By CHRIS LAIDLAW
It is astonishing how quickly New Zealand rugby fans will turn on their favorite sons. The defeat in Dunedin last weekend provoked a particularly vicious outburst of spleen-venting; so much so that individual players took the highly unusual step of publicly springing to their own defence.
Anton Oliver has been boiled in oil over his impetuosity in not settling for a bonus point at the end. Fair enough? Not really. The game might have been unwinnable at that stage, but another try, as the Wallabies were wilting, would have given the All Blacks what would have amounted to a moral victory and a confidence platform for next time.
Taine Randell was, of course, on a hiding to nothing. His game is far less obvious than the flamboyance of George Smith, but on balance the two came out about even. Randell is a more comprehensive defender than Smith. He turned over some vital possession, particularly during the phase when the Wallabies were clearly on top, but he can't compete with Smith - and nor can anyone else, it seems - as a scrabbler on the ground.
The most severely mauled of them all has been Justin Marshall and much of that criticism has flowed from the unfairness of ignorance. Marshall wasn't anywhere near as bad as so much of the talkback histrionics would have it. He suffered, as he has all season, because of an inability of those ahead of him to clear the ball with consistent efficiency. Time after time he was forced to dig the ball free himself while those outside him, trying to time their run on to the recycled possession, got increasingly frustrated. It is the one great weakness of this All Black side and it is making the difference between winning and losing against Australia.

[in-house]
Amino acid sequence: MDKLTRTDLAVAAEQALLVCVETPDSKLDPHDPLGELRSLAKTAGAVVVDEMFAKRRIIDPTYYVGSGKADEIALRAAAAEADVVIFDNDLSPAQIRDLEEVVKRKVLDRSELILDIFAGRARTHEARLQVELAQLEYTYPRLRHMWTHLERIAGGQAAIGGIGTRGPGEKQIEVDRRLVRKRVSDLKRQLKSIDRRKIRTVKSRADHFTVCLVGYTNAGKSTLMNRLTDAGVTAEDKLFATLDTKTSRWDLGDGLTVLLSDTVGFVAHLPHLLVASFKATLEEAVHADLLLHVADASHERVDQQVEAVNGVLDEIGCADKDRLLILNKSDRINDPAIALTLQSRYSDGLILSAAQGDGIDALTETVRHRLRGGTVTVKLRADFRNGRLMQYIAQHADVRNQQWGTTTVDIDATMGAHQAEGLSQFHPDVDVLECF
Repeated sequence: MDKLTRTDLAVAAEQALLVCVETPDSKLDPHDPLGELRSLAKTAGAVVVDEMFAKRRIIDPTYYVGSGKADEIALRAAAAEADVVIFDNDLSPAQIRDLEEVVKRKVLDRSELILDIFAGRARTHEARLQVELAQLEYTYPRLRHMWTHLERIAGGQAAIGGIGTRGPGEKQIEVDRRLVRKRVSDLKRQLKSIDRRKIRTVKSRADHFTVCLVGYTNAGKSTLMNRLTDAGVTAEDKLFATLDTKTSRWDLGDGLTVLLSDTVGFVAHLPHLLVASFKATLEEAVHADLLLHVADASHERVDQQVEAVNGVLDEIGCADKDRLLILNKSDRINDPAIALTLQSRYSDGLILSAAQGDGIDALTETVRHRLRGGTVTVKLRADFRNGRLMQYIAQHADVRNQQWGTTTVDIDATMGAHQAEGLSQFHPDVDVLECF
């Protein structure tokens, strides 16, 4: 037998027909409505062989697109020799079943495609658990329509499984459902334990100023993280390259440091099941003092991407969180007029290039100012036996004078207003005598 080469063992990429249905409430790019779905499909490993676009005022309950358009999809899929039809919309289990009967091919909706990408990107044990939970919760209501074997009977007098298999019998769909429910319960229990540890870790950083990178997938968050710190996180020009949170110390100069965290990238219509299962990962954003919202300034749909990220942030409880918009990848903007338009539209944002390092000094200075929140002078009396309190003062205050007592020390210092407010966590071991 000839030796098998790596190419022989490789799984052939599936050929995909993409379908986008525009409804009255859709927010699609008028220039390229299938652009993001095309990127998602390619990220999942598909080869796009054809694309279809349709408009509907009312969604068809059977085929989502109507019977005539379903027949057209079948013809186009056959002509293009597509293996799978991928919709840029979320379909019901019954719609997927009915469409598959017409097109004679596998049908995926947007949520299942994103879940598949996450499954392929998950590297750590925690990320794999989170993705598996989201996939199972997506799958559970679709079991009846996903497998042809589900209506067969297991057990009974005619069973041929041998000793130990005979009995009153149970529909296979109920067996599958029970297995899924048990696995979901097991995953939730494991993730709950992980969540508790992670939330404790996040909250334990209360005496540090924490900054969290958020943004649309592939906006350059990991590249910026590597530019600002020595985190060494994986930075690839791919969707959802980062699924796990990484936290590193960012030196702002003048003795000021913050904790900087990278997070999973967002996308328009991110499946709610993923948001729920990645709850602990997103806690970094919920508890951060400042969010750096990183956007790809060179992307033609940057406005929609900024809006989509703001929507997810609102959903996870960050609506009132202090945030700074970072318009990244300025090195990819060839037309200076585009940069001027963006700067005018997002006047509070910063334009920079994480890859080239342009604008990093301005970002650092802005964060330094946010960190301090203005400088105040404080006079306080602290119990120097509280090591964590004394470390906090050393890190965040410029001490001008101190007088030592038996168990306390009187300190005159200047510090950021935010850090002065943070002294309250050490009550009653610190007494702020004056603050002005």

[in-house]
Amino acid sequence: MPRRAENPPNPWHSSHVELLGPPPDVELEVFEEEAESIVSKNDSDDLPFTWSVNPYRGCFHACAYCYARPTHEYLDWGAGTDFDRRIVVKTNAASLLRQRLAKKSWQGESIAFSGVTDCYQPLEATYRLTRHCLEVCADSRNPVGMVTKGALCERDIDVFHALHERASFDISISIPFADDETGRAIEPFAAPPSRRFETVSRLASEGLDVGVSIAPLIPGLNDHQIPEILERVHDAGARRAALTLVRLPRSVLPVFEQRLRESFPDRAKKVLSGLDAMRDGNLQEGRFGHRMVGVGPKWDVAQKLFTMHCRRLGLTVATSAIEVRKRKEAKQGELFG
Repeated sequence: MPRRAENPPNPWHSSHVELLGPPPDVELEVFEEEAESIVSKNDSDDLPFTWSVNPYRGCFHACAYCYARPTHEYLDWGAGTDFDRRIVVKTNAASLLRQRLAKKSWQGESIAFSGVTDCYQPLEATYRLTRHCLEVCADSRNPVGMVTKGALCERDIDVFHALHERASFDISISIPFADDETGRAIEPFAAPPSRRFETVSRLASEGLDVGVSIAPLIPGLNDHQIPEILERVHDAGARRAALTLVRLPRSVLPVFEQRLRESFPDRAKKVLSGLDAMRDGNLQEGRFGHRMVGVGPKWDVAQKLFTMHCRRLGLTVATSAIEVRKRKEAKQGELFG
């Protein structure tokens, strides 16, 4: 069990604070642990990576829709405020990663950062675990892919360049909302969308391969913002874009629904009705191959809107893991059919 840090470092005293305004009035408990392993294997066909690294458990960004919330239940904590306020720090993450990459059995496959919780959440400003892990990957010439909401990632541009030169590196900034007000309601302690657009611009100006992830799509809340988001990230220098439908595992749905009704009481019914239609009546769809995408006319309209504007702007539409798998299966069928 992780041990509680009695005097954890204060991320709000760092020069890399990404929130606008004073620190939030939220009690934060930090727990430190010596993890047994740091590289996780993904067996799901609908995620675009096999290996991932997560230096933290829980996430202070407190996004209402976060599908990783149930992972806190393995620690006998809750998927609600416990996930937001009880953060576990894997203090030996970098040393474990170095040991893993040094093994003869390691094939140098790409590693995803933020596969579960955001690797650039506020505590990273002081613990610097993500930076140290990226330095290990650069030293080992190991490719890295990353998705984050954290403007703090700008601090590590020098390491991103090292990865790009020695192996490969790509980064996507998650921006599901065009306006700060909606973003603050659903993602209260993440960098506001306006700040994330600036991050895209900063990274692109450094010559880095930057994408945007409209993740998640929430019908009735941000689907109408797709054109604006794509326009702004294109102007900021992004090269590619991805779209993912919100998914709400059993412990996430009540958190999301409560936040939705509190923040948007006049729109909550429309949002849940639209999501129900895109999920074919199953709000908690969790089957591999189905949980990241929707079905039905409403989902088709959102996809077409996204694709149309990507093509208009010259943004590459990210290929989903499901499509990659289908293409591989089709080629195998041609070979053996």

Yet in spite of these frustrations, Marshall's work around the field was as good as it has ever been. His close-in tackling was superb and his cover defence is the best of any halfback in the game.
Unfortunately, there are other aspects of his game that are not so flash. He is not breaking the line up the middle of the field decisively enough and when he does, he is all too often losing touch with others.
The quality of the Wallaby defensive screen, of course, has a lot to do with this. The Australians have managed to shut Marshall down most of the time. The area of most concern is his passing - at best average and at worst laboured and hesitant.
But how much better would Byron Kelleher perform all these tasks? Nobody really knows, especially against the Australians. Kelleher will unquestionably be given more game time against the Springboks, but their defensive organisation is not the Wallabies'. Kelleher could have a blinder against South Africa, then hit the wall in Sydney as his supply of possession becomes erratic and frustrating.
Anyone who thinks the halfback options are easy is dreaming. There are only two certainties: we have the best two available in the squad, but until the All Black recycling is improved, neither will deliver a premium performance.
All Blacks 2001 test schedule/scoreboard
All Blacks/Maori squads for 2001
By CHRIS LAIDLAW